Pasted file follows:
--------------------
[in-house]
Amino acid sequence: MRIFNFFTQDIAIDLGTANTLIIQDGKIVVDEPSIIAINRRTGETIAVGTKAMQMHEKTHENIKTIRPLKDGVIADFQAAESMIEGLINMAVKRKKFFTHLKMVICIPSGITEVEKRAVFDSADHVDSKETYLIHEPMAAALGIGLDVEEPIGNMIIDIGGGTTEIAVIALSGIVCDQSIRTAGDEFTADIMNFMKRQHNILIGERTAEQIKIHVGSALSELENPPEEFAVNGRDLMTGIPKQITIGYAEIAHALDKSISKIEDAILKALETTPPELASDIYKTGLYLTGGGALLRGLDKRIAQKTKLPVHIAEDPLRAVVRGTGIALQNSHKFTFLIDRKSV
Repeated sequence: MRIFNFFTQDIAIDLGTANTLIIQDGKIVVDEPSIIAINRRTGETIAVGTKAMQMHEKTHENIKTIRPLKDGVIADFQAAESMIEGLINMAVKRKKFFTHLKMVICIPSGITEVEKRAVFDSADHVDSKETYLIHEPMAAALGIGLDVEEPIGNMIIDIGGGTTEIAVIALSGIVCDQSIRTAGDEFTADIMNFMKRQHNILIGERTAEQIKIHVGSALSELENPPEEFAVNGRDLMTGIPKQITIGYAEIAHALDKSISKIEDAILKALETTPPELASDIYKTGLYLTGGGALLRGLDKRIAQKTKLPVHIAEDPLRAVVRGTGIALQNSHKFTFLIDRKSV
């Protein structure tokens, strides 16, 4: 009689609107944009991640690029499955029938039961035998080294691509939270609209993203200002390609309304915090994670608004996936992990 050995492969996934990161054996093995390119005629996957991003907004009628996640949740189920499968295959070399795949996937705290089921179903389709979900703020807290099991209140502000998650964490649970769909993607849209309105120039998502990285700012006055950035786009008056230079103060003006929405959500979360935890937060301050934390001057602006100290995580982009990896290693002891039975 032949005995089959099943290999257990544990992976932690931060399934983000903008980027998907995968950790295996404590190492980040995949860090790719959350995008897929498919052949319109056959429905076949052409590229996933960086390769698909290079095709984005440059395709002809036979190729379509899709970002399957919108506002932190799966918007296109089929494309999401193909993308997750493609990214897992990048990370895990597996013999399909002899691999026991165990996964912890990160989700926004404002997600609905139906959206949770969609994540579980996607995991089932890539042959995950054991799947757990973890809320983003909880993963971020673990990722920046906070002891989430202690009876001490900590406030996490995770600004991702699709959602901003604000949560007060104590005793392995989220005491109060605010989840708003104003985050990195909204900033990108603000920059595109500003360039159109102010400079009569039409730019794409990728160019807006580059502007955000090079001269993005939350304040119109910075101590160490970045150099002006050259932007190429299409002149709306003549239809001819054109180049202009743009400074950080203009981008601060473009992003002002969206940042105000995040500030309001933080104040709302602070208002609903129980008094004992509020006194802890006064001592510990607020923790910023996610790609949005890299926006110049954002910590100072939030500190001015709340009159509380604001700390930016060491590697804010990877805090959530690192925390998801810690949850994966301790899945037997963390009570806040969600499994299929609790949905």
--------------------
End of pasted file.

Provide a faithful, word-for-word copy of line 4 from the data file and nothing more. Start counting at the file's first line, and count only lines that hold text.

């Protein structure tokens, strides 16, 4: 009689609107944009991640690029499955029938039961035998080294691509939270609209993203200002390609309304915090994670608004996936992990 050995492969996934990161054996093995390119005629996957991003907004009628996640949740189920499968295959070399795949996937705290089921179903389709979900703020807290099991209140502000998650964490649970769909993607849209309105120039998502990285700012006055950035786009008056230079103060003006929405959500979360935890937060301050934390001057602006100290995580982009990896290693002891039975 032949005995089959099943290999257990544990992976932690931060399934983000903008980027998907995968950790295996404590190492980040995949860090790719959350995008897929498919052949319109056959429905076949052409590229996933960086390769698909290079095709984005440059395709002809036979190729379509899709970002399957919108506002932190799966918007296109089929494309999401193909993308997750493609990214897992990048990370895990597996013999399909002899691999026991165990996964912890990160989700926004404002997600609905139906959206949770969609994540579980996607995991089932890539042959995950054991799947757990973890809320983003909880993963971020673990990722920046906070002891989430202690009876001490900590406030996490995770600004991702699709959602901003604000949560007060104590005793392995989220005491109060605010989840708003104003985050990195909204900033990108603000920059595109500003360039159109102010400079009569039409730019794409990728160019807006580059502007955000090079001269993005939350304040119109910075101590160490970045150099002006050259932007190429299409002149709306003549239809001819054109180049202009743009400074950080203009981008601060473009992003002002969206940042105000995040500030309001933080104040709302602070208002609903129980008094004992509020006194802890006064001592510990607020923790910023996610790609949005890299926006110049954002910590100072939030500190001015709340009159509380604001700390930016060491590697804010990877805090959530690192925390998801810690949850994966301790899945037997963390009570806040969600499994299929609790949905």